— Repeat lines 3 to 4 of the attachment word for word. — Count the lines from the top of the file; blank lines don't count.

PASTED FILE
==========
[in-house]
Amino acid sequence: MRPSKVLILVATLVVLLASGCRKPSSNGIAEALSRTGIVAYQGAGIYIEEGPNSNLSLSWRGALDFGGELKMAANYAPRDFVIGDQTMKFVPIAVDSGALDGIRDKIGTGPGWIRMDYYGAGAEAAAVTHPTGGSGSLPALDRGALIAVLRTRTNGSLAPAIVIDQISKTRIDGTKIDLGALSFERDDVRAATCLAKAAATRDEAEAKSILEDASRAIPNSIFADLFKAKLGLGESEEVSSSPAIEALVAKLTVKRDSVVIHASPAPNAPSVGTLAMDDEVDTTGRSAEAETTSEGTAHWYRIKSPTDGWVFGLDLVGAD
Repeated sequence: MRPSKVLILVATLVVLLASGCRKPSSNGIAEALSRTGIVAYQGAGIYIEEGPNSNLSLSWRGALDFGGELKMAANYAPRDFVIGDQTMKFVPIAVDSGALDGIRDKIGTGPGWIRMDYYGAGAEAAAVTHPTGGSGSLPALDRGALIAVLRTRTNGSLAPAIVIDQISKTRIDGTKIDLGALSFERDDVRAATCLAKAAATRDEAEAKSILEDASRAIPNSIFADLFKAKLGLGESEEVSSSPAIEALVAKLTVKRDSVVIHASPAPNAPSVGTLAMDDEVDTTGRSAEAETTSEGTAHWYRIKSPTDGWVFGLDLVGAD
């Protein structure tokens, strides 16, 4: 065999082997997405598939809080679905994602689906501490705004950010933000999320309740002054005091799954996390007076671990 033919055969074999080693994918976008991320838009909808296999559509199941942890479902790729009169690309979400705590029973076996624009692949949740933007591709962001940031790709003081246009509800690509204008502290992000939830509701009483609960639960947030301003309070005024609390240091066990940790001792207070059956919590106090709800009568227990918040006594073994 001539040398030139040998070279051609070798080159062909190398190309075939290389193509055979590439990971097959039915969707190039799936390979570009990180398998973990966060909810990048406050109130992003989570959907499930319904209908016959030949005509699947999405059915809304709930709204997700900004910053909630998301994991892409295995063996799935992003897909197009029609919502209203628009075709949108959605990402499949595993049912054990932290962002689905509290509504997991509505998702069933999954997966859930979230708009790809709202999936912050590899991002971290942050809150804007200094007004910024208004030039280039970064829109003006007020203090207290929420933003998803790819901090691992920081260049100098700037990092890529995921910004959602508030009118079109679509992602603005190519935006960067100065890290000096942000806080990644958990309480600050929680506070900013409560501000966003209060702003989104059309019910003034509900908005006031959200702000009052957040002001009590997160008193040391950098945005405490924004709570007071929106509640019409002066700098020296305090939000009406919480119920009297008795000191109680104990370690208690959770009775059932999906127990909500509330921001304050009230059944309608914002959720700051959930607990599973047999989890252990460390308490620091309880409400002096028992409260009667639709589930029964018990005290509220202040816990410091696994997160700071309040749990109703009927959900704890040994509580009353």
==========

Repeated sequence: MRPSKVLILVATLVVLLASGCRKPSSNGIAEALSRTGIVAYQGAGIYIEEGPNSNLSLSWRGALDFGGELKMAANYAPRDFVIGDQTMKFVPIAVDSGALDGIRDKIGTGPGWIRMDYYGAGAEAAAVTHPTGGSGSLPALDRGALIAVLRTRTNGSLAPAIVIDQISKTRIDGTKIDLGALSFERDDVRAATCLAKAAATRDEAEAKSILEDASRAIPNSIFADLFKAKLGLGESEEVSSSPAIEALVAKLTVKRDSVVIHASPAPNAPSVGTLAMDDEVDTTGRSAEAETTSEGTAHWYRIKSPTDGWVFGLDLVGAD
């Protein structure tokens, strides 16, 4: 065999082997997405598939809080679905994602689906501490705004950010933000999320309740002054005091799954996390007076671990 033919055969074999080693994918976008991320838009909808296999559509199941942890479902790729009169690309979400705590029973076996624009692949949740933007591709962001940031790709003081246009509800690509204008502290992000939830509701009483609960639960947030301003309070005024609390240091066990940790001792207070059956919590106090709800009568227990918040006594073994 001539040398030139040998070279051609070798080159062909190398190309075939290389193509055979590439990971097959039915969707190039799936390979570009990180398998973990966060909810990048406050109130992003989570959907499930319904209908016959030949005509699947999405059915809304709930709204997700900004910053909630998301994991892409295995063996799935992003897909197009029609919502209203628009075709949108959605990402499949595993049912054990932290962002689905509290509504997991509505998702069933999954997966859930979230708009790809709202999936912050590899991002971290942050809150804007200094007004910024208004030039280039970064829109003006007020203090207290929420933003998803790819901090691992920081260049100098700037990092890529995921910004959602508030009118079109679509992602603005190519935006960067100065890290000096942000806080990644958990309480600050929680506070900013409560501000966003209060702003989104059309019910003034509900908005006031959200702000009052957040002001009590997160008193040391950098945005405490924004709570007071929106509640019409002066700098020296305090939000009406919480119920009297008795000191109680104990370690208690959770009775059932999906127990909500509330921001304050009230059944309608914002959720700051959930607990599973047999989890252990460390308490620091309880409400002096028992409260009667639709589930029964018990005290509220202040816990410091696994997160700071309040749990109703009927959900704890040994509580009353």